Youtube videos tell me that to help a snake get started, give it a nice long bath or some E45 to soften the skin.

My preparation had been to practice mindfulness for the previous 3 years.  I’d started it because I wanted to ‘fall awake’ to my life (Jon Kabat-Zinn).  The thing about ‘falling awake’ is that you wake up both to the good and the bad.  Fortunately the non-judgement and compassion of mindfulness softened me enough to allow me to look at what was going on.  But where to start?

With snakes the shedding has to begin with the head.  They push their heads against any hard-scratchy surface to get some leverage, some motion.

I chose some sessions with a psychotherapist.

Snakes can get vulnerable and aggressive during the process.



I’d been brought up in an ex-pat patriarchal setting.  There were 2 cardinal rules for a woman:

  • Other people come first and
  • Never openly confront or upset people even if they’re screwing you over – its rude.

Becoming a Christian and a vicar’s wife re-enforced these. Jesus said ‘love others as you love yourself’ but the second part of the sentence always got guillotined.

As I became more aware of this, the irritation grew and the skin felt tighter.  And tighter.

For several years I’d been angry with the Church’s attitude to women but now I also woke up to the realisation that all talk about God was male.  And I’d bought into this for over 30 years.

The shed had begun and it began in my head.

I was waking up.







It was Corrie Ten Boom, a Dutch christian who ended up in Ravensbruck Concentration camp during the Second World War for helping Jewish people, who said:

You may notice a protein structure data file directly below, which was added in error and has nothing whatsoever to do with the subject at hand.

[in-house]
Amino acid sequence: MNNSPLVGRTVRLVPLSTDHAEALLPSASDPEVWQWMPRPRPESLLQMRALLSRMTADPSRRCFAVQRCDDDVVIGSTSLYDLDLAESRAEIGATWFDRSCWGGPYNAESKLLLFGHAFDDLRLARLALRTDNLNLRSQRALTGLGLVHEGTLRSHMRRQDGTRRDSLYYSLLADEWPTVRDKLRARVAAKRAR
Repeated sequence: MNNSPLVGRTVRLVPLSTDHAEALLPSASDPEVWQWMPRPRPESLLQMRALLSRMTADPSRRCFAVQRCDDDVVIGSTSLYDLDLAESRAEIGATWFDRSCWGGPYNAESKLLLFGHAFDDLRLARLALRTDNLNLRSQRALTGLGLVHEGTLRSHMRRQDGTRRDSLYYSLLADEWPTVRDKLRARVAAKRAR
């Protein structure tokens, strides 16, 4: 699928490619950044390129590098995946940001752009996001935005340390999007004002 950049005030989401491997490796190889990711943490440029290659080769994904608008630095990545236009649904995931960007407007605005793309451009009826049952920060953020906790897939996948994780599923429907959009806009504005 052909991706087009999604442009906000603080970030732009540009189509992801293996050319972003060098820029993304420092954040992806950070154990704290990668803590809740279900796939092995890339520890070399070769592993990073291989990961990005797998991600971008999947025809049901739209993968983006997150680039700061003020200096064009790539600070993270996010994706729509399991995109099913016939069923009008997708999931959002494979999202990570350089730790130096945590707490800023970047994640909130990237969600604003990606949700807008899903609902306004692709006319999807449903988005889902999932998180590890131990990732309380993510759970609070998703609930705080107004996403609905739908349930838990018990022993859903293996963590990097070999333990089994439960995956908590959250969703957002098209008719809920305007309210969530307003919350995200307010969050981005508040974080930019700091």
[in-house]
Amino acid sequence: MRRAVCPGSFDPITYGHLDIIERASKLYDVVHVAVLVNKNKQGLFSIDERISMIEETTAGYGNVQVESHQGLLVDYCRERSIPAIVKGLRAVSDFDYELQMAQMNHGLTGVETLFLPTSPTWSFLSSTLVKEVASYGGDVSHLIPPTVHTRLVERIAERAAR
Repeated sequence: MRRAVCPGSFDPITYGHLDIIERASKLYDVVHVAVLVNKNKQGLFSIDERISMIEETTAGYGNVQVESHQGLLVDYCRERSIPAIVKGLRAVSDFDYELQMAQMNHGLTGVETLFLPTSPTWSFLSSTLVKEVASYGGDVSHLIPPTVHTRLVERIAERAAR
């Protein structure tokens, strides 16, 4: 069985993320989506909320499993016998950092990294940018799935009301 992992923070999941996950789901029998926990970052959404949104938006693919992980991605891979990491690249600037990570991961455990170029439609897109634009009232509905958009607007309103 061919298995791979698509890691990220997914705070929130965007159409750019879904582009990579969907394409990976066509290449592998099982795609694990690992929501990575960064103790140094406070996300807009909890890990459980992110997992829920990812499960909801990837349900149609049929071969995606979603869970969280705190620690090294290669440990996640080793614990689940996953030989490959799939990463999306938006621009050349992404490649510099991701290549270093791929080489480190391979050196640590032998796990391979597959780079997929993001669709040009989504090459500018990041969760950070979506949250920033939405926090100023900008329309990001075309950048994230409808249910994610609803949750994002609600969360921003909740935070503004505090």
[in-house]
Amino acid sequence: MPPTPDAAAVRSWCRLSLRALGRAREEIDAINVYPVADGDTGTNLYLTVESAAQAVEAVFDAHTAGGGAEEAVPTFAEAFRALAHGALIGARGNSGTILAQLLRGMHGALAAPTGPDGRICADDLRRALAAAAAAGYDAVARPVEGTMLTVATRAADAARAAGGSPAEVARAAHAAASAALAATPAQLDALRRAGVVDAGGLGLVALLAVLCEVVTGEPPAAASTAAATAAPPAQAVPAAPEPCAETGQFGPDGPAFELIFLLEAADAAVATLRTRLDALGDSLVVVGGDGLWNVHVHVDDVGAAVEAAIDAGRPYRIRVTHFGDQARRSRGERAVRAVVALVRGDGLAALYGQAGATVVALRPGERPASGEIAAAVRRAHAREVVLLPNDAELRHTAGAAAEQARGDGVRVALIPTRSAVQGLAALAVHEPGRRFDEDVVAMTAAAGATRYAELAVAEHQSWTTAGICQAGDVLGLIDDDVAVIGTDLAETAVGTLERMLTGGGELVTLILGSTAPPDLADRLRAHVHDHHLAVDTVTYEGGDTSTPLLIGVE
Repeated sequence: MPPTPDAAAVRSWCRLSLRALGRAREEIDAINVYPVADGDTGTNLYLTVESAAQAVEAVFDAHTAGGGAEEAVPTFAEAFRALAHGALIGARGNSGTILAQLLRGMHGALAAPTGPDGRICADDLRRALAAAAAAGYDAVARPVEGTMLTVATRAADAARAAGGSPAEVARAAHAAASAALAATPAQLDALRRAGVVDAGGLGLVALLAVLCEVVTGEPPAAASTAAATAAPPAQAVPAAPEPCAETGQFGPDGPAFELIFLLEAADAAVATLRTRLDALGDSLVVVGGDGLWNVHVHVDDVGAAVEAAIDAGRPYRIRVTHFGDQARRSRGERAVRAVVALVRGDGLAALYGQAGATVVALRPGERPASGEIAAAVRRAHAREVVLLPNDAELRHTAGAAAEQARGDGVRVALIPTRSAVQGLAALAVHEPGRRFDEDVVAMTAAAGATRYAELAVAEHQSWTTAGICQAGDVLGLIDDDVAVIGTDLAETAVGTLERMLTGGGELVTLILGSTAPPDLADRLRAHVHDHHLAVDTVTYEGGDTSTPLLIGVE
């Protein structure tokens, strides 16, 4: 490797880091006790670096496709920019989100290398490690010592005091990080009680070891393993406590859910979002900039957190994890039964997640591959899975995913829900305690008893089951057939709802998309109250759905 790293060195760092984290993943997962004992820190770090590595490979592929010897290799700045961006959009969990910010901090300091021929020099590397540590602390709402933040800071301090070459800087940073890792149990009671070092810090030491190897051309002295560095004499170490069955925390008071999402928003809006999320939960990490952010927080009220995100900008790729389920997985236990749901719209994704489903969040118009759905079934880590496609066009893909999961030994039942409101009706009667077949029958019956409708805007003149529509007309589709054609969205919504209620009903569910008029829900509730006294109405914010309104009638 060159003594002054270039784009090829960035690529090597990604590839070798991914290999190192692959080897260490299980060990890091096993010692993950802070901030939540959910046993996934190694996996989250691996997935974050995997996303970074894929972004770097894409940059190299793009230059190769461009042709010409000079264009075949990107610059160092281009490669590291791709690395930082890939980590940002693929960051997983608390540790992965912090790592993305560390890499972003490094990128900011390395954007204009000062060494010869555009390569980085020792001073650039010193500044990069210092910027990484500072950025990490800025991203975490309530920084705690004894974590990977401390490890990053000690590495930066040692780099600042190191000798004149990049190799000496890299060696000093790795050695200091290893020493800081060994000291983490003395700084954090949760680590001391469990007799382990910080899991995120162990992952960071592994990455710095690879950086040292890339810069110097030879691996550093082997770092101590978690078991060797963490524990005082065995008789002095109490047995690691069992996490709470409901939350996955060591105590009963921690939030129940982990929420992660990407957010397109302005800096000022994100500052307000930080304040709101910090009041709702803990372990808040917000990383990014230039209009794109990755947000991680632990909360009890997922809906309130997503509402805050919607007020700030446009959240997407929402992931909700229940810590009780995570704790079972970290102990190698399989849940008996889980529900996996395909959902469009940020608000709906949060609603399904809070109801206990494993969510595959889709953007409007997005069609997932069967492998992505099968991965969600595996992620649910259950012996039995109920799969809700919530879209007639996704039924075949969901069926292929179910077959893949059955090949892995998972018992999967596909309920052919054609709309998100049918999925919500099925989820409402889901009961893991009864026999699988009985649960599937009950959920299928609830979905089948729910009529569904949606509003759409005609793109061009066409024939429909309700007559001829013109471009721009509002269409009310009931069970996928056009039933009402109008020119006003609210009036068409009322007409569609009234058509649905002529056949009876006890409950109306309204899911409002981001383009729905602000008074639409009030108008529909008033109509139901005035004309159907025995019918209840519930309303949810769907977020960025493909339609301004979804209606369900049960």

“There is no pit so deep that God’s love is not deeper still.”

On Good Friday this year, we’re going to follow two people who were there on Jesus’s walk to the cross and his death: Simon of Cyrene, who was forced to help carry Jesus’ cross, and Mary, Jesus’s mother, who stayed with him and watched him die. We will also explore two modern counterparts to Simon and Mary. These modern stories are fictional but they’re based on my own and friends’ experiences.

Modern Simon or Simone as I’ve called her is a carer having to look after a sick old man, Bill. About 12 years ago I knew a beautiful free-spirited elderly woman called Marian who succumbed to dementia and I cried when I had to drive her to the care home where she was to be locked in. The character of Bill is based on her.

Modern Mary is a woman who is told her baby will not survive after birth. Years ago I read a newspaper article where a couple in hospital, were given their newborn baby, told she would not survive more than an hour and left there. A good friend of mine who has suffered a great deal in the process of seeking to have children, helped in editing this piece. Another good friend who knows about suffering will play the part.

If you’re in Oxford please come along. There are four actors: 2 are professional, 1 is at drama college and 1 is simply the right person for the part. Our church music group will sing some gentle songs to accompany this.

The drama will take place from 1pm to 1.30pm at Holy Trinity Church, Headington Quarry, Oxford OX3 8LH

There will be a Good Friday service in the church from 2pm for those who wish to stay.

poster 2018 V of P pdf


For the first and probably last time in my life, I was invited to preach a sermon a few weeks ago and the subject was the ‘Wedding at Cana’, a story told by the gospel writer, John about a particular wedding where Jesus was said to turn 120-180 gallons of water into wine…. And I decided to speak on Wine and the Creative life.

For many people ‘miracles’ are problematic and turning water into wine raises some practical issues 😊. However, if you’re happy to view it as you might one of the great myths and enjoy the story and the meaning that John wants to convey then this is a wonderful story about looking to live life to the FULL. It’s also funny.